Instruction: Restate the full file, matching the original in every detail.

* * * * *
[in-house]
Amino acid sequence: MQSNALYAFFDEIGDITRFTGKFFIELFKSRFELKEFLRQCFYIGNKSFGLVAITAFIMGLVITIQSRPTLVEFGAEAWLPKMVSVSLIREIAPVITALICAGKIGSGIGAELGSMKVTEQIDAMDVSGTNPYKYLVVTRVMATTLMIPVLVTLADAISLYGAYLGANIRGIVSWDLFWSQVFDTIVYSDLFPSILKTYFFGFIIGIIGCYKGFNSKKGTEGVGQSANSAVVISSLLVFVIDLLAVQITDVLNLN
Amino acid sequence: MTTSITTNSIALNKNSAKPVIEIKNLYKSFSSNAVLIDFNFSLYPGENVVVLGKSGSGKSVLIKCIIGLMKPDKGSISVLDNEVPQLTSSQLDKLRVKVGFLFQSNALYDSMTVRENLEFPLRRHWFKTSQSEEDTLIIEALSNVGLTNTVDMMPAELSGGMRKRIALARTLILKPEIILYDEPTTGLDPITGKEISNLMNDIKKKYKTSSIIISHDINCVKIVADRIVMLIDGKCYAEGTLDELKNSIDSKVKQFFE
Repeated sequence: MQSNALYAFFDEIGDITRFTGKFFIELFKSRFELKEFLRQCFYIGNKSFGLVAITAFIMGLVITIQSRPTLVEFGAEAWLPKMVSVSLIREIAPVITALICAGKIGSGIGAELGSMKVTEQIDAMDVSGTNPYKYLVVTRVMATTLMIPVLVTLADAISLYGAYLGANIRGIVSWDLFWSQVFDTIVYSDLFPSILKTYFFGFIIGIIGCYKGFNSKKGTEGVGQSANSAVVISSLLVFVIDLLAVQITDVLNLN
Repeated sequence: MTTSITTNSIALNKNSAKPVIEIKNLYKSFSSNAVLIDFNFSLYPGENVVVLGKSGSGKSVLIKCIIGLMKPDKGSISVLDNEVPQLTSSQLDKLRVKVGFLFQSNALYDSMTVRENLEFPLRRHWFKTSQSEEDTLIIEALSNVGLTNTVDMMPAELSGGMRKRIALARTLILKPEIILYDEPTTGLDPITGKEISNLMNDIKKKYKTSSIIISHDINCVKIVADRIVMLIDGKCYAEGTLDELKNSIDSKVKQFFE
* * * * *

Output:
[in-house]
Amino acid sequence: MQSNALYAFFDEIGDITRFTGKFFIELFKSRFELKEFLRQCFYIGNKSFGLVAITAFIMGLVITIQSRPTLVEFGAEAWLPKMVSVSLIREIAPVITALICAGKIGSGIGAELGSMKVTEQIDAMDVSGTNPYKYLVVTRVMATTLMIPVLVTLADAISLYGAYLGANIRGIVSWDLFWSQVFDTIVYSDLFPSILKTYFFGFIIGIIGCYKGFNSKKGTEGVGQSANSAVVISSLLVFVIDLLAVQITDVLNLN
Amino acid sequence: MTTSITTNSIALNKNSAKPVIEIKNLYKSFSSNAVLIDFNFSLYPGENVVVLGKSGSGKSVLIKCIIGLMKPDKGSISVLDNEVPQLTSSQLDKLRVKVGFLFQSNALYDSMTVRENLEFPLRRHWFKTSQSEEDTLIIEALSNVGLTNTVDMMPAELSGGMRKRIALARTLILKPEIILYDEPTTGLDPITGKEISNLMNDIKKKYKTSSIIISHDINCVKIVADRIVMLIDGKCYAEGTLDELKNSIDSKVKQFFE
Repeated sequence: MQSNALYAFFDEIGDITRFTGKFFIELFKSRFELKEFLRQCFYIGNKSFGLVAITAFIMGLVITIQSRPTLVEFGAEAWLPKMVSVSLIREIAPVITALICAGKIGSGIGAELGSMKVTEQIDAMDVSGTNPYKYLVVTRVMATTLMIPVLVTLADAISLYGAYLGANIRGIVSWDLFWSQVFDTIVYSDLFPSILKTYFFGFIIGIIGCYKGFNSKKGTEGVGQSANSAVVISSLLVFVIDLLAVQITDVLNLN
Repeated sequence: MTTSITTNSIALNKNSAKPVIEIKNLYKSFSSNAVLIDFNFSLYPGENVVVLGKSGSGKSVLIKCIIGLMKPDKGSISVLDNEVPQLTSSQLDKLRVKVGFLFQSNALYDSMTVRENLEFPLRRHWFKTSQSEEDTLIIEALSNVGLTNTVDMMPAELSGGMRKRIALARTLILKPEIILYDEPTTGLDPITGKEISNLMNDIKKKYKTSSIIISHDINCVKIVADRIVMLIDGKCYAEGTLDELKNSIDSKVKQFFE